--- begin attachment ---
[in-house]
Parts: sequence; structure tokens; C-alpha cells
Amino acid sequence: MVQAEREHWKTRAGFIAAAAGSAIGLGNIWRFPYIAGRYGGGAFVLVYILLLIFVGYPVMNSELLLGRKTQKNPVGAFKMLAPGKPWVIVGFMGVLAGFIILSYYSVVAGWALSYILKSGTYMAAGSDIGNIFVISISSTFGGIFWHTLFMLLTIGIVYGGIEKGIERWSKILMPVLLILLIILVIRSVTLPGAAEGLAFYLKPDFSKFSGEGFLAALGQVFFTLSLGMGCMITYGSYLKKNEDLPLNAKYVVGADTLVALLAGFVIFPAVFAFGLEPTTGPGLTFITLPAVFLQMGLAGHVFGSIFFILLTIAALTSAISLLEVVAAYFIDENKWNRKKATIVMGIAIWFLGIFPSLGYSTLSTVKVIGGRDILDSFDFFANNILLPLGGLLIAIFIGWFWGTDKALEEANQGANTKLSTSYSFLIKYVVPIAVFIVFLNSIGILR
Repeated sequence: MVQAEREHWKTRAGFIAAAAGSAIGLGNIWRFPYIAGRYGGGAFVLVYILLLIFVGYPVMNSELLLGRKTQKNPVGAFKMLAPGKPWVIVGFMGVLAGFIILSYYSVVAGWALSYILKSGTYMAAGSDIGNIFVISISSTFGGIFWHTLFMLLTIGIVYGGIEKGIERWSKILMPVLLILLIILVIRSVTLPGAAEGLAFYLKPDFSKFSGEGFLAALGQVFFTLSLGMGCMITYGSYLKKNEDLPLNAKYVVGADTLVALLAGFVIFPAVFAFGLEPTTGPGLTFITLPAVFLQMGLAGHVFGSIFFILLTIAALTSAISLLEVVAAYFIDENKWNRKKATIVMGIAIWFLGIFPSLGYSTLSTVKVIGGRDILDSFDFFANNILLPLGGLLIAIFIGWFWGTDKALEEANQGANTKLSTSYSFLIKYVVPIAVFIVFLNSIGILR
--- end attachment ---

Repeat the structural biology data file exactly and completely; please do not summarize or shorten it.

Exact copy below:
[in-house]
Parts: sequence; structure tokens; C-alpha cells
Amino acid sequence: MVQAEREHWKTRAGFIAAAAGSAIGLGNIWRFPYIAGRYGGGAFVLVYILLLIFVGYPVMNSELLLGRKTQKNPVGAFKMLAPGKPWVIVGFMGVLAGFIILSYYSVVAGWALSYILKSGTYMAAGSDIGNIFVISISSTFGGIFWHTLFMLLTIGIVYGGIEKGIERWSKILMPVLLILLIILVIRSVTLPGAAEGLAFYLKPDFSKFSGEGFLAALGQVFFTLSLGMGCMITYGSYLKKNEDLPLNAKYVVGADTLVALLAGFVIFPAVFAFGLEPTTGPGLTFITLPAVFLQMGLAGHVFGSIFFILLTIAALTSAISLLEVVAAYFIDENKWNRKKATIVMGIAIWFLGIFPSLGYSTLSTVKVIGGRDILDSFDFFANNILLPLGGLLIAIFIGWFWGTDKALEEANQGANTKLSTSYSFLIKYVVPIAVFIVFLNSIGILR
Repeated sequence: MVQAEREHWKTRAGFIAAAAGSAIGLGNIWRFPYIAGRYGGGAFVLVYILLLIFVGYPVMNSELLLGRKTQKNPVGAFKMLAPGKPWVIVGFMGVLAGFIILSYYSVVAGWALSYILKSGTYMAAGSDIGNIFVISISSTFGGIFWHTLFMLLTIGIVYGGIEKGIERWSKILMPVLLILLIILVIRSVTLPGAAEGLAFYLKPDFSKFSGEGFLAALGQVFFTLSLGMGCMITYGSYLKKNEDLPLNAKYVVGADTLVALLAGFVIFPAVFAFGLEPTTGPGLTFITLPAVFLQMGLAGHVFGSIFFILLTIAALTSAISLLEVVAAYFIDENKWNRKKATIVMGIAIWFLGIFPSLGYSTLSTVKVIGGRDILDSFDFFANNILLPLGGLLIAIFIGWFWGTDKALEEANQGANTKLSTSYSFLIKYVVPIAVFIVFLNSIGILR